When I remember how fierce and holy these angels are who greeted the shepherds, I have to pause and consider the story anew. The God who commands legions of angels could easily have come to humanity in all of his power, demanding instant allegiance. When God descended on Mount Sinai and showed just a glimpse of his glory, the earth quaked and the people drew back in fear. Why not show all of himself on that Christmas night in Bethlehem?
But on that night, God does not ride in on a chariot at the head of thousands of angelic troops with the earth quaking at his coming. No, he enters our world humbly, in secret, through the birth canal of a teenage virgin. On that night, the Lord of hosts does not send his angels ahead to slaughter the wicked. Instead he sends them to be heralds of good news, proclaiming peace on earth through songs of joy.
The God who commands angel armies becomes a child who will be given the names El Gibor, “God of Might,” and Sar Shalom, “Commander/Prince of Peace” (Isaiah 9:6).
Why the angels sang
And this peace is good news for all. Through Jesus we have the opportunity to stop being enemies of God and become his beloved children (Colossians 1:22-23, 1 John 3:1-3). The Lord of angel armies invites us into a new covenant: instead of fire and fear, we can come into his presence with joy. We can be made holy (like the angels) so we can look at his beautiful and fearsome face, and live.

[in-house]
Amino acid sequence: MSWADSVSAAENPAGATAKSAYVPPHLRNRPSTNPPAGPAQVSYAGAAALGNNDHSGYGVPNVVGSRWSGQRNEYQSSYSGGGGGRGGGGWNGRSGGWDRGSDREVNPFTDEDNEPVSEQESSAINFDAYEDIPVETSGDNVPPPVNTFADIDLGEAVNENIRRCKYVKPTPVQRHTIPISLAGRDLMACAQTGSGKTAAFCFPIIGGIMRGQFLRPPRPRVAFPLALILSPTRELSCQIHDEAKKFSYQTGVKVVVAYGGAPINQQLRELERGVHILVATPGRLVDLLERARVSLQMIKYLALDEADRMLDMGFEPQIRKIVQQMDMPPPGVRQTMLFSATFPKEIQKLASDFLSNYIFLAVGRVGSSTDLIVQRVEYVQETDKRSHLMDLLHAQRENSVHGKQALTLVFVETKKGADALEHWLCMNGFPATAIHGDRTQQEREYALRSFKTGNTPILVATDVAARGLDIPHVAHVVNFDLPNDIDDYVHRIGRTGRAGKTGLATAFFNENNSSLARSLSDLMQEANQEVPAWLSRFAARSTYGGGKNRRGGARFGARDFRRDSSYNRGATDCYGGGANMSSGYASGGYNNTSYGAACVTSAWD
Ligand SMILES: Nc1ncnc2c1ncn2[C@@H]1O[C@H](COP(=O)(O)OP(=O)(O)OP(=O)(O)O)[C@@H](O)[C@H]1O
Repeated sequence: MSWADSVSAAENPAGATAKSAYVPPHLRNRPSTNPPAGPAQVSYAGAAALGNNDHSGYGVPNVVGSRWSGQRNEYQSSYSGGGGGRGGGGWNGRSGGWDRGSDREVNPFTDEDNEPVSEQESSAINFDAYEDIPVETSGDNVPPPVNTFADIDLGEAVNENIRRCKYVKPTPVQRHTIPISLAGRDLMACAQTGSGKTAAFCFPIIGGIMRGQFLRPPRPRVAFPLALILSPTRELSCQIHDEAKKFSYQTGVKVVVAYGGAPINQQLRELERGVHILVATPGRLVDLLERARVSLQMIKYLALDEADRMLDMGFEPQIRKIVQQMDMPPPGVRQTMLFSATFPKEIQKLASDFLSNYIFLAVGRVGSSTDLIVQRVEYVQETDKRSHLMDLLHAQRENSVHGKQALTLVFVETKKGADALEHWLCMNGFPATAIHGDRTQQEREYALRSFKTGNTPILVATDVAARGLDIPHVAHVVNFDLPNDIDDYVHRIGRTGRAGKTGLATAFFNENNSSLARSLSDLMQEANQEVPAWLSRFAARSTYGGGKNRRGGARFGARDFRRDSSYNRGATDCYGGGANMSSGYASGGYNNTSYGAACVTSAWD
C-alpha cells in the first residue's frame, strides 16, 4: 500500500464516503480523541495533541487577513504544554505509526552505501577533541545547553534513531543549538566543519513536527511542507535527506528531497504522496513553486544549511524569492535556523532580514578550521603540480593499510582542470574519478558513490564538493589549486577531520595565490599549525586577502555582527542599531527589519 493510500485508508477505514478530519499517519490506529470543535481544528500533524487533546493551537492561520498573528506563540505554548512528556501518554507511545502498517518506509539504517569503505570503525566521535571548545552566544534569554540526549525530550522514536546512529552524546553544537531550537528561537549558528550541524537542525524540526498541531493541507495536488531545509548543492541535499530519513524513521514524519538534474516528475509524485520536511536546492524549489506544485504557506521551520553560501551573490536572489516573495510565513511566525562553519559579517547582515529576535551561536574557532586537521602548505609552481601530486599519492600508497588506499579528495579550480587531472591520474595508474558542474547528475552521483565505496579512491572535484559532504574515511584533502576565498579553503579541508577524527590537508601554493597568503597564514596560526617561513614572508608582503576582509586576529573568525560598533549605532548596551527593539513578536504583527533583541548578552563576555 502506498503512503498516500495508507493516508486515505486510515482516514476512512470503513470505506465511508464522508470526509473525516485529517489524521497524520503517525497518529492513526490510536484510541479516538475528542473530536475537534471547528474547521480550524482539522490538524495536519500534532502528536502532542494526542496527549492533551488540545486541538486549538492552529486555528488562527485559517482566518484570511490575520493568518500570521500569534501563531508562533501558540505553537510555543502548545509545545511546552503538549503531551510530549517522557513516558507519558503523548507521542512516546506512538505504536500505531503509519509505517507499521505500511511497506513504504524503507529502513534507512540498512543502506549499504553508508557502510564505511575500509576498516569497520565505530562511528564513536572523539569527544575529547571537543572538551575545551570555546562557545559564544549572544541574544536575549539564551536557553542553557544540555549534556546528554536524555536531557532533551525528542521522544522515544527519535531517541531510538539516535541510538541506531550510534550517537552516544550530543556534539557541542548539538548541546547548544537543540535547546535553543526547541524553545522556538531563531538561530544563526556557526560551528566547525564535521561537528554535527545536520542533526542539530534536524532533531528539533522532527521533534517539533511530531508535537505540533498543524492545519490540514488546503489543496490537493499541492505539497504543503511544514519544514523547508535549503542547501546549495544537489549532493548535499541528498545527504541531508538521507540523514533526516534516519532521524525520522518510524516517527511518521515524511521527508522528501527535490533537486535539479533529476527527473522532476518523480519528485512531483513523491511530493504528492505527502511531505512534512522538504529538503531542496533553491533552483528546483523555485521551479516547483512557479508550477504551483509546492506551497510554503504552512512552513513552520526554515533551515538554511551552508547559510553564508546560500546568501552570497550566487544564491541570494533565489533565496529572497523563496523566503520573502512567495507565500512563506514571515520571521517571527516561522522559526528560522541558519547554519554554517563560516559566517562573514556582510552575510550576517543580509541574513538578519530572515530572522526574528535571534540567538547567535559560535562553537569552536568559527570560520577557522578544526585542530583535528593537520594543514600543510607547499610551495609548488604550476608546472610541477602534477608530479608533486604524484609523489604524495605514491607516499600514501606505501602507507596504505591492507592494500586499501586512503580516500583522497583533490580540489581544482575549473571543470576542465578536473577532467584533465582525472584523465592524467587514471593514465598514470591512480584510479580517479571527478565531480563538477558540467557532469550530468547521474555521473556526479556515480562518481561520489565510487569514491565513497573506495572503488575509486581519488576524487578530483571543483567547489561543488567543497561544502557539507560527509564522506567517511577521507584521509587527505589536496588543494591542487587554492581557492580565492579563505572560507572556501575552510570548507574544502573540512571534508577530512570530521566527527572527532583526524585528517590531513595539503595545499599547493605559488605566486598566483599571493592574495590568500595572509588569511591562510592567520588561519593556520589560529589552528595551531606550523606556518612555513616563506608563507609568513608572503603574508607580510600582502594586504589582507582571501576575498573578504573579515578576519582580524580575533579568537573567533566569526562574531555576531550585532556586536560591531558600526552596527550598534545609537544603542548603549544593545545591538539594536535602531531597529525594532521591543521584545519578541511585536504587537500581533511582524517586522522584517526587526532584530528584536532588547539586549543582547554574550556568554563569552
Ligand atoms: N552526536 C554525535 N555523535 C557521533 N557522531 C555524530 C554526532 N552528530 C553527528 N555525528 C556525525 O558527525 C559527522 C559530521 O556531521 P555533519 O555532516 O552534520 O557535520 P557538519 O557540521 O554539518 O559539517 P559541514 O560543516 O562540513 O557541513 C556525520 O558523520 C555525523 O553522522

As the writer of Hebrews explains: “You have not come to a mountain that can be touched and that is burning with fire; to darkness, gloom and storm … But you have come to Mount Zion, to the city of the living God, the heavenly Jerusalem. You have come to thousands upon thousands of angels in joyful assembly, to the church of the firstborn, whose names are written in heaven” (Hebrews 12:18, 22-23a).
This Christmas, join me in pondering the startling story of the incarnation. Let’s not begin the story here on earth, but up in the heavenly courts where God, seated on his throne surrounded by legions of angels all worshipping and obeying his commands, first initiated his plan to redeem all things.
He rises from his chariot-throne, discards all vestiges of his power and glory, and descends to be wrapped in swaddling clothes and to be placed by his mother’s humble hands in a food trough. The fearsome God becomes feeble, the Lion of Judah becomes a Lamb for slaughter. As we experience the wonder of the all-powerful, almighty God of the universe becoming flesh to redeem us, let’s join the angels by bursting into song.
This famous Christmas hymn was written in the 4th century AD, from the Litany of St. James. Consider listening to a recording of this hymn and singing along.
“Let All Mortal Flesh Keep Silence”
Let all mortal flesh keep silence,
And with fear and trembling stand;
Ponder nothing earthly minded,
For with blessing in His hand,
Christ our God to earth descendeth,
Our full homage to demand.
King of kings, yet born of Mary,
As of old on earth He stood,
Lord of lords, in human vesture,
In the body and the blood;
He will give to all the faithful
His own self for heavenly food.
Rank on rank the host of Heaven
Spreads its vanguard on the way,
As the Light of light descendeth
From the realms of endless day,
That the powers of hell may vanish
As the darkness clears away.
At His feet the six wingèd seraph,
Cherubim with sleepless eye,
Veil their faces to the presence,
As with ceaseless voice they cry:
Alleluia, Lord Most High!